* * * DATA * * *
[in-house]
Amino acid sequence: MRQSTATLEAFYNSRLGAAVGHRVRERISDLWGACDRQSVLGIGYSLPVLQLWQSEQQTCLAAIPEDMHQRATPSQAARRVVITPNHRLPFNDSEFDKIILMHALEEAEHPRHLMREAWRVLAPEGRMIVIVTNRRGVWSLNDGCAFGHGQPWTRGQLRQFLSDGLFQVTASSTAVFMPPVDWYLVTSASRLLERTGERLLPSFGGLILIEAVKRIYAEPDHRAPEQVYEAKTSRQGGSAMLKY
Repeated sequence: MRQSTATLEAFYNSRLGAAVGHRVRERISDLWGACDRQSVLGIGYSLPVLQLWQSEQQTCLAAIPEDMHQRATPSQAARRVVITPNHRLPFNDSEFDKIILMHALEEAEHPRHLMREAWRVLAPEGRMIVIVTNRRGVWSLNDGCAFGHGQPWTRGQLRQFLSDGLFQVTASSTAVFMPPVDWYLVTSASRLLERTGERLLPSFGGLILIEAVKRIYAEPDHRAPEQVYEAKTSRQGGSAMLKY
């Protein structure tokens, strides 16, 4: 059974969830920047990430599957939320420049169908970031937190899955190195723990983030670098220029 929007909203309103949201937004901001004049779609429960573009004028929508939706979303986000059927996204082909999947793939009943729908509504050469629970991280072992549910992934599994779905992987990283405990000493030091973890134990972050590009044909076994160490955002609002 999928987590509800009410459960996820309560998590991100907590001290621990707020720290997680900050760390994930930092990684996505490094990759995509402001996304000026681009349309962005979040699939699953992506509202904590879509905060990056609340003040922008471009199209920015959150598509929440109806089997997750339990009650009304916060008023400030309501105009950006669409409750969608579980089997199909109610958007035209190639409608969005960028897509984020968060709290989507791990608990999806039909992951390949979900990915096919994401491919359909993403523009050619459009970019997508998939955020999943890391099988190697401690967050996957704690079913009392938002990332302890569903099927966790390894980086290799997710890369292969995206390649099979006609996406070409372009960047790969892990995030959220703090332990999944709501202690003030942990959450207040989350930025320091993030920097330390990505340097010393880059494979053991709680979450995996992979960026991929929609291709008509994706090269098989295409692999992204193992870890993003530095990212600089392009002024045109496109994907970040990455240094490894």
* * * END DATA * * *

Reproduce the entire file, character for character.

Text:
[in-house]
Amino acid sequence: MRQSTATLEAFYNSRLGAAVGHRVRERISDLWGACDRQSVLGIGYSLPVLQLWQSEQQTCLAAIPEDMHQRATPSQAARRVVITPNHRLPFNDSEFDKIILMHALEEAEHPRHLMREAWRVLAPEGRMIVIVTNRRGVWSLNDGCAFGHGQPWTRGQLRQFLSDGLFQVTASSTAVFMPPVDWYLVTSASRLLERTGERLLPSFGGLILIEAVKRIYAEPDHRAPEQVYEAKTSRQGGSAMLKY
Repeated sequence: MRQSTATLEAFYNSRLGAAVGHRVRERISDLWGACDRQSVLGIGYSLPVLQLWQSEQQTCLAAIPEDMHQRATPSQAARRVVITPNHRLPFNDSEFDKIILMHALEEAEHPRHLMREAWRVLAPEGRMIVIVTNRRGVWSLNDGCAFGHGQPWTRGQLRQFLSDGLFQVTASSTAVFMPPVDWYLVTSASRLLERTGERLLPSFGGLILIEAVKRIYAEPDHRAPEQVYEAKTSRQGGSAMLKY
């Protein structure tokens, strides 16, 4: 059974969830920047990430599957939320420049169908970031937190899955190195723990983030670098220029 929007909203309103949201937004901001004049779609429960573009004028929508939706979303986000059927996204082909999947793939009943729908509504050469629970991280072992549910992934599994779905992987990283405990000493030091973890134990972050590009044909076994160490955002609002 999928987590509800009410459960996820309560998590991100907590001290621990707020720290997680900050760390994930930092990684996505490094990759995509402001996304000026681009349309962005979040699939699953992506509202904590879509905060990056609340003040922008471009199209920015959150598509929440109806089997997750339990009650009304916060008023400030309501105009950006669409409750969608579980089997199909109610958007035209190639409608969005960028897509984020968060709290989507791990608990999806039909992951390949979900990915096919994401491919359909993403523009050619459009970019997508998939955020999943890391099988190697401690967050996957704690079913009392938002990332302890569903099927966790390894980086290799997710890369292969995206390649099979006609996406070409372009960047790969892990995030959220703090332990999944709501202690003030942990959450207040989350930025320091993030920097330390990505340097010393880059494979053991709680979450995996992979960026991929929609291709008509994706090269098989295409692999992204193992870890993003530095990212600089392009002024045109496109994907970040990455240094490894």